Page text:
Residential Elevator Hoist Way Construction Explained
In the construction industry, one occasionally hears carpenters, builders and remodelers refer to residential elevator hoist ways as simple projects, no more complicated to build than walk-in closets. But they’re wrong. Hoist ways are anything but simple; not only do they call for adherence to strict structural and safety codes, but they also require reconfiguring the structure of each floor through which it’s built. Since they are often misunderstood, we decided to explain what goes into building residential elevator hoist ways.
Securing Home Elevator Hoist Way Walls
An experienced residential elevator contractor can build the walls of a residential elevator shaft with concrete, masonry, wood or metal framing, or any combination thereof. Besides the material used, the most important thing to consider when building a hoist way is its safety and soundness.
The shaft walls have to be very strong – strong enough to withstand the forces exerted by a moving elevator whose total weight, including occupants, comes to about 1,000 pounds. In addition, residential elevator shafts cannot share space with any other wires, ducts or pipes.
Most importantly, each floor the elevator passes through has to be structurally modified. In most modern platform construction homes, joists span each floor from wall to wall and are supported by footers. When your elevator contractors cut out a space for the hoist they have to cut through joists as well; therefore, they need to transfer the bearing of that load.
Making Residential Elevators Safe
According to building codes (and common sense), residential elevator hoist ways have to be finished in fire resistant materials. Many architects, contractors and remodelers will say that there is no code provision for single-family home elevator hoist way fire ratings and so don’t address it. But the code is especially clear when it comes to fire transfer, which occurs when fire spreads from one home to another one nearby. But it’s true: fire safety codes are not as strict when it comes to safety within your own home. That’s why it is up to you and your residential elevator contractor to use common sense to protect your family. We will work closely with you to make your home elevator a safe and secure place, complete with the latest fire-safe materials.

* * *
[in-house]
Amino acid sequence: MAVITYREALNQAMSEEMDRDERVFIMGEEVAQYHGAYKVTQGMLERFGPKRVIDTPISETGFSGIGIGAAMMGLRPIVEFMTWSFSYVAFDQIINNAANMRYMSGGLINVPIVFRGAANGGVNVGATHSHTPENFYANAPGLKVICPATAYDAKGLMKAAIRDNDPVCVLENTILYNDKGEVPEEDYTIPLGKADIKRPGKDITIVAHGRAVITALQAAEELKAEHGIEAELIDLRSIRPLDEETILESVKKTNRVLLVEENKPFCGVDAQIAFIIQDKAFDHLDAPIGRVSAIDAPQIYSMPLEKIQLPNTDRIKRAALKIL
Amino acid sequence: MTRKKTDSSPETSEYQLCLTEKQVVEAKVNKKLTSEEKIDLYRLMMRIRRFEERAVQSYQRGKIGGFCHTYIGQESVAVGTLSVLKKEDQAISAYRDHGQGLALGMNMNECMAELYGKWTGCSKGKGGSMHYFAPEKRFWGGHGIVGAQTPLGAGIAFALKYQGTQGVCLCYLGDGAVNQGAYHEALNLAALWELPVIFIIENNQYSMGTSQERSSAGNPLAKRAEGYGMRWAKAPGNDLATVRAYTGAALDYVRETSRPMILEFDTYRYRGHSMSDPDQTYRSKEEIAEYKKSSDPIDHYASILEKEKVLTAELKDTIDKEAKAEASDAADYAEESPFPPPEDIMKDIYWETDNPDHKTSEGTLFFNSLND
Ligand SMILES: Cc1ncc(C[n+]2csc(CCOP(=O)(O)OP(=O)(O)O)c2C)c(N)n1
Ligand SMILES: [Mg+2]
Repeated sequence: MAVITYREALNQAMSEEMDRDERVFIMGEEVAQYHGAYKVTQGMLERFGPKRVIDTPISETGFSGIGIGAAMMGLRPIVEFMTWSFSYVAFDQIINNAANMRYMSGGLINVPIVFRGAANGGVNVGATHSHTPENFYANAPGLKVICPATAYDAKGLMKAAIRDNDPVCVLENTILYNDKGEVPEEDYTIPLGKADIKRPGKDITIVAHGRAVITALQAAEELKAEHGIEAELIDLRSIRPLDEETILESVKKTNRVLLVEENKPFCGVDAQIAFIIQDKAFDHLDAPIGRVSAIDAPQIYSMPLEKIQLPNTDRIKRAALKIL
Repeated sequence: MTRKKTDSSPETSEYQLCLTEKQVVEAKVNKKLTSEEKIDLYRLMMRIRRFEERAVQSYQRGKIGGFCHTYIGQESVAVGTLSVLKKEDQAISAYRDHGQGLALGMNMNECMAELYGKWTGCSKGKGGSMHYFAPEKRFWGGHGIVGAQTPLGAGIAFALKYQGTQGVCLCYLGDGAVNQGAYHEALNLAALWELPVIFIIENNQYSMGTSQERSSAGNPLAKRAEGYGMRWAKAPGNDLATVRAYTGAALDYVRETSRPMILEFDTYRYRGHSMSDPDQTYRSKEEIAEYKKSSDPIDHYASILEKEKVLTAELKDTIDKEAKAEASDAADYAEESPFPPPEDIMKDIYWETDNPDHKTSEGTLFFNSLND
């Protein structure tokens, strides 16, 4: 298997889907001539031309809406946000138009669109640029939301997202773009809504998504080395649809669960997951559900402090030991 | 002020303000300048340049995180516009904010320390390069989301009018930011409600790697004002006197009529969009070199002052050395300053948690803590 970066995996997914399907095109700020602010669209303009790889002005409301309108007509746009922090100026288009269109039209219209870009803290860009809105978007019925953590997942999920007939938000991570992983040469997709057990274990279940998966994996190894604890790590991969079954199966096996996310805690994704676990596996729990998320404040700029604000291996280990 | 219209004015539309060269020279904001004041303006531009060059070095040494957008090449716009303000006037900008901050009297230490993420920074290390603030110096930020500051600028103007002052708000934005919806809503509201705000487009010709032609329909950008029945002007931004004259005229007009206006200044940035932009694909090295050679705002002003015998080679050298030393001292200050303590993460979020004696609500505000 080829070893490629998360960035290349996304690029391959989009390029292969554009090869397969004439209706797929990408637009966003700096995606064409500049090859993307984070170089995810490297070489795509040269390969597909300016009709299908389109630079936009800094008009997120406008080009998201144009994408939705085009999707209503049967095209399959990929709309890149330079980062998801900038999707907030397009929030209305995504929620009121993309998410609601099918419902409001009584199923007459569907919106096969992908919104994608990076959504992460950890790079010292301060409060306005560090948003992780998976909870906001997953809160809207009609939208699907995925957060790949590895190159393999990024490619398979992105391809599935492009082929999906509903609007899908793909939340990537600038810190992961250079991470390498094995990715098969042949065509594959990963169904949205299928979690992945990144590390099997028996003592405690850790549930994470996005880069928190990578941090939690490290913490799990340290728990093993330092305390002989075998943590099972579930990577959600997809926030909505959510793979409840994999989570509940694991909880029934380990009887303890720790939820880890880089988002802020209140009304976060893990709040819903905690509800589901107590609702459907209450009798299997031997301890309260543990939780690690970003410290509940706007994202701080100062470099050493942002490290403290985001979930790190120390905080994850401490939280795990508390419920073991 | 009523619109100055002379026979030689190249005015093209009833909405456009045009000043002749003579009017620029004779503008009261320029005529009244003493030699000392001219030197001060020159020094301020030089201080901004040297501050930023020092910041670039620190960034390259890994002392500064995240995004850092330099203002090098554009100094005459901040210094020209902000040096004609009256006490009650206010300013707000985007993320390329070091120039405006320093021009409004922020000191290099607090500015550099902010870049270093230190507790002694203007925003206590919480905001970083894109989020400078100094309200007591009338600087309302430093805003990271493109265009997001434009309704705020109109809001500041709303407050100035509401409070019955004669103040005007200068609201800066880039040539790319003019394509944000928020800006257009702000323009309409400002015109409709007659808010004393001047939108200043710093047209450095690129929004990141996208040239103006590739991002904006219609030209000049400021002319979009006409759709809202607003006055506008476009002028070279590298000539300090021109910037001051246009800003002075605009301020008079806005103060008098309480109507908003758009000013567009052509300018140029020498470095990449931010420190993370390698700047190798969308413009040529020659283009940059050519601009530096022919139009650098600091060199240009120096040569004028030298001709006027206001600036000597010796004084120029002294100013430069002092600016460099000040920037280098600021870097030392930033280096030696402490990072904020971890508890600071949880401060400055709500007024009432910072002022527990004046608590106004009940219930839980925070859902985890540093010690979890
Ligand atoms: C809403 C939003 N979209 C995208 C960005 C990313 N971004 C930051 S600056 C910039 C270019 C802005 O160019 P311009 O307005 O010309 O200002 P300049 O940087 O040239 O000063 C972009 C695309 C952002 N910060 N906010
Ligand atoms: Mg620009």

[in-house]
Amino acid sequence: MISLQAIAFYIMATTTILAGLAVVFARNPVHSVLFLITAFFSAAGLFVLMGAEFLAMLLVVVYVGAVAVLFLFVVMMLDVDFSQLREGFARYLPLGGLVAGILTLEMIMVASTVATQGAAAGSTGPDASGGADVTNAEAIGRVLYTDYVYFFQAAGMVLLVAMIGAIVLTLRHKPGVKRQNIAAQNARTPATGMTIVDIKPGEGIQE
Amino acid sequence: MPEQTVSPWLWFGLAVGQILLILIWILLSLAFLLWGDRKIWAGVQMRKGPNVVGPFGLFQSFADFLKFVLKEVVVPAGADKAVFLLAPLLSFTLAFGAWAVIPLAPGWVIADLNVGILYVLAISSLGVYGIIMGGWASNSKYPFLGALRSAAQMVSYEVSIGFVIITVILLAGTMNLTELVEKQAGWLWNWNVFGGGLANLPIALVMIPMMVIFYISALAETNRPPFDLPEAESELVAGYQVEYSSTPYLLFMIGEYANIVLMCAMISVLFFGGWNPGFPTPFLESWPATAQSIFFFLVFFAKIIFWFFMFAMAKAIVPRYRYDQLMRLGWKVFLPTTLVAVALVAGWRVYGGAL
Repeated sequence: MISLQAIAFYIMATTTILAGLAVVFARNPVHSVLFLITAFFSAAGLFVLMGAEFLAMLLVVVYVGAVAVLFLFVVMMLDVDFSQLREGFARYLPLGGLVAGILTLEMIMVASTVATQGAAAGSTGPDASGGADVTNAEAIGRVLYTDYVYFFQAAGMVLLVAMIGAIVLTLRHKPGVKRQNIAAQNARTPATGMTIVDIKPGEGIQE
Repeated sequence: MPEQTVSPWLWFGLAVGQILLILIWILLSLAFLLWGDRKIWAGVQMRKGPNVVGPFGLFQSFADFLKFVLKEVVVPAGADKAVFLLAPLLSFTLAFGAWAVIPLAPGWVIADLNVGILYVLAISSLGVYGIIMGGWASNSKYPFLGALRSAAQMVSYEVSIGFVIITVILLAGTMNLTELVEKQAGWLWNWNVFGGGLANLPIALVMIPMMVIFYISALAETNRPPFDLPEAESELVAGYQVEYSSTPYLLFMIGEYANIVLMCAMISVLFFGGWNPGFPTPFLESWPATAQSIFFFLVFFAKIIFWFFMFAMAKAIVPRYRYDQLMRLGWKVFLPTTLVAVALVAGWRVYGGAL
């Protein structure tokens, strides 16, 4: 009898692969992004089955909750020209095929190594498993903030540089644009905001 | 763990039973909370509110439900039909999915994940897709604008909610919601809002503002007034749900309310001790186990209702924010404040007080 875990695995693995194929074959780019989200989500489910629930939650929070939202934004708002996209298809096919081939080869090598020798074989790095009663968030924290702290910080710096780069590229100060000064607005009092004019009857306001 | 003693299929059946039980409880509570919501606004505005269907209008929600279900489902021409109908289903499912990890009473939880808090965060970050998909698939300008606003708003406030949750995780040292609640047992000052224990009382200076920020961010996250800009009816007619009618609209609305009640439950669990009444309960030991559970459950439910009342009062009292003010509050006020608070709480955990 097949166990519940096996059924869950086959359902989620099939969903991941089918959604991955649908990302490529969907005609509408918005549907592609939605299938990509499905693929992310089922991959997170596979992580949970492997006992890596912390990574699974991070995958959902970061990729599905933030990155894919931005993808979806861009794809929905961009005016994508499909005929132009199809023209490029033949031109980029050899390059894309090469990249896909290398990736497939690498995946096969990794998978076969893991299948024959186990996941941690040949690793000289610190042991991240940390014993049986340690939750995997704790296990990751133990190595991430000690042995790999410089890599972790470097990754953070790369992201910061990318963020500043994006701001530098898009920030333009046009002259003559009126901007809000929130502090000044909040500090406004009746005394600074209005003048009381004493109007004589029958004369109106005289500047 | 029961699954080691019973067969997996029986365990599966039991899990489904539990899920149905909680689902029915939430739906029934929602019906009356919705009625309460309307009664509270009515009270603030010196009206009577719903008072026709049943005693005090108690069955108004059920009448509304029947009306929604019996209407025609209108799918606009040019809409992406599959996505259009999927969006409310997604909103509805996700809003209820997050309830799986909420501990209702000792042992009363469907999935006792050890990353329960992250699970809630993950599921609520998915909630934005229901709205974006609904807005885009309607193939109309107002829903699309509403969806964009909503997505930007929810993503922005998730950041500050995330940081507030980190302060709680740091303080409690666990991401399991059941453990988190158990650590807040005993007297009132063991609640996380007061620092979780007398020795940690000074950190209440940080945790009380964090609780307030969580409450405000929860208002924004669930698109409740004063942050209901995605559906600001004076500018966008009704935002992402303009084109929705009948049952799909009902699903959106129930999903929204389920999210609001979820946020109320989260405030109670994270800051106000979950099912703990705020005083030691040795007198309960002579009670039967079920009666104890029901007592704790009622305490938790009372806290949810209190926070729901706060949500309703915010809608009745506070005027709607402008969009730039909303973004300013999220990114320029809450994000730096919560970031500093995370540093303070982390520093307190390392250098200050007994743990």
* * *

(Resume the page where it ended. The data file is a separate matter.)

Home Elevator Pit
Residential elevators are supported on the bottom by L-shaped frames. Therefore, in order for the cab to stop at a point even with the floor, a small pit has to be dug to make room for the framework. Some residential elevator manufacturers have new, pitless products that suspend the cabin from an inverted L-frame. Since the bottom of the elevator has a minimum thickness of 1″, however, a shallow pit still has to be dug.
Residential Elevator Hallway Doors & Call Station
Elevators usually have folding accordion doors, made of vinyl, metal or wood, and each landing has a door as well. The location of the door and distance to the edge of the shaft is dictated by the 3 and 5 rule. This states that the back of the door cannot be more than 3″ from the edge of the hoist way, or more than 5″ from the hoist way gate. Residential elevator doors also feature an interlock, the mechanism that ensures that the neither door can open until the elevator is at the right level.